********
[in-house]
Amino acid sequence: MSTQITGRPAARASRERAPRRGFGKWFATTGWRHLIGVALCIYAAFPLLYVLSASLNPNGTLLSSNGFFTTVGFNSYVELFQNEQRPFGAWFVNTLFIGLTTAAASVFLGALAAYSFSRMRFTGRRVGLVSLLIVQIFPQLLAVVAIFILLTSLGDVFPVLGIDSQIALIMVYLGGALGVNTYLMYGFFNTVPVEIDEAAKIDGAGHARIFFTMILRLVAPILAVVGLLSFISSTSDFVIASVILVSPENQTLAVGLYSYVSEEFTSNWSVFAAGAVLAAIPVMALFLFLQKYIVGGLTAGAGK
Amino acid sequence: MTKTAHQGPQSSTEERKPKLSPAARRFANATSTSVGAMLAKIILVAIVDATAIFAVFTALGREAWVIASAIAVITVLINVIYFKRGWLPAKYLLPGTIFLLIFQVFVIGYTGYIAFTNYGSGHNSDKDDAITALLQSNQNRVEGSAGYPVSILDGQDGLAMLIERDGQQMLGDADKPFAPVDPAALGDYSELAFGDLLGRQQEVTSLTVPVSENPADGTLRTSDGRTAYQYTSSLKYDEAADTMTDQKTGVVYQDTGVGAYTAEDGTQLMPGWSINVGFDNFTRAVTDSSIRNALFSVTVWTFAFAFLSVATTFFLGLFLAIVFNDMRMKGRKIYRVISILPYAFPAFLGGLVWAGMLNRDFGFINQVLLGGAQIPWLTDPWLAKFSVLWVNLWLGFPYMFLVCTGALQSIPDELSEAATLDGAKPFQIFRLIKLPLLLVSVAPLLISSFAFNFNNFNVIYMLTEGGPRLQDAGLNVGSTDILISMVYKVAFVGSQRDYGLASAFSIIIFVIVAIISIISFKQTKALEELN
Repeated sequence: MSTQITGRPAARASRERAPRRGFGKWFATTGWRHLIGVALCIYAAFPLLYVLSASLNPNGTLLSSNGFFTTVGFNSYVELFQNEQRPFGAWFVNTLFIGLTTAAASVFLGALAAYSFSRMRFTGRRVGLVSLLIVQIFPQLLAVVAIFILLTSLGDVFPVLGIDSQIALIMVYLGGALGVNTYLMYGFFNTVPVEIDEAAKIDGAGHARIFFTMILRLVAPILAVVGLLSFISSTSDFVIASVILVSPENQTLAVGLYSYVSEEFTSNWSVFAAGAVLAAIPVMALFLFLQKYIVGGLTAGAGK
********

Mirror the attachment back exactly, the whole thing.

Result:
[in-house]
Amino acid sequence: MSTQITGRPAARASRERAPRRGFGKWFATTGWRHLIGVALCIYAAFPLLYVLSASLNPNGTLLSSNGFFTTVGFNSYVELFQNEQRPFGAWFVNTLFIGLTTAAASVFLGALAAYSFSRMRFTGRRVGLVSLLIVQIFPQLLAVVAIFILLTSLGDVFPVLGIDSQIALIMVYLGGALGVNTYLMYGFFNTVPVEIDEAAKIDGAGHARIFFTMILRLVAPILAVVGLLSFISSTSDFVIASVILVSPENQTLAVGLYSYVSEEFTSNWSVFAAGAVLAAIPVMALFLFLQKYIVGGLTAGAGK
Amino acid sequence: MTKTAHQGPQSSTEERKPKLSPAARRFANATSTSVGAMLAKIILVAIVDATAIFAVFTALGREAWVIASAIAVITVLINVIYFKRGWLPAKYLLPGTIFLLIFQVFVIGYTGYIAFTNYGSGHNSDKDDAITALLQSNQNRVEGSAGYPVSILDGQDGLAMLIERDGQQMLGDADKPFAPVDPAALGDYSELAFGDLLGRQQEVTSLTVPVSENPADGTLRTSDGRTAYQYTSSLKYDEAADTMTDQKTGVVYQDTGVGAYTAEDGTQLMPGWSINVGFDNFTRAVTDSSIRNALFSVTVWTFAFAFLSVATTFFLGLFLAIVFNDMRMKGRKIYRVISILPYAFPAFLGGLVWAGMLNRDFGFINQVLLGGAQIPWLTDPWLAKFSVLWVNLWLGFPYMFLVCTGALQSIPDELSEAATLDGAKPFQIFRLIKLPLLLVSVAPLLISSFAFNFNNFNVIYMLTEGGPRLQDAGLNVGSTDILISMVYKVAFVGSQRDYGLASAFSIIIFVIVAIISIISFKQTKALEELN
Repeated sequence: MSTQITGRPAARASRERAPRRGFGKWFATTGWRHLIGVALCIYAAFPLLYVLSASLNPNGTLLSSNGFFTTVGFNSYVELFQNEQRPFGAWFVNTLFIGLTTAAASVFLGALAAYSFSRMRFTGRRVGLVSLLIVQIFPQLLAVVAIFILLTSLGDVFPVLGIDSQIALIMVYLGGALGVNTYLMYGFFNTVPVEIDEAAKIDGAGHARIFFTMILRLVAPILAVVGLLSFISSTSDFVIASVILVSPENQTLAVGLYSYVSEEFTSNWSVFAAGAVLAAIPVMALFLFLQKYIVGGLTAGAGK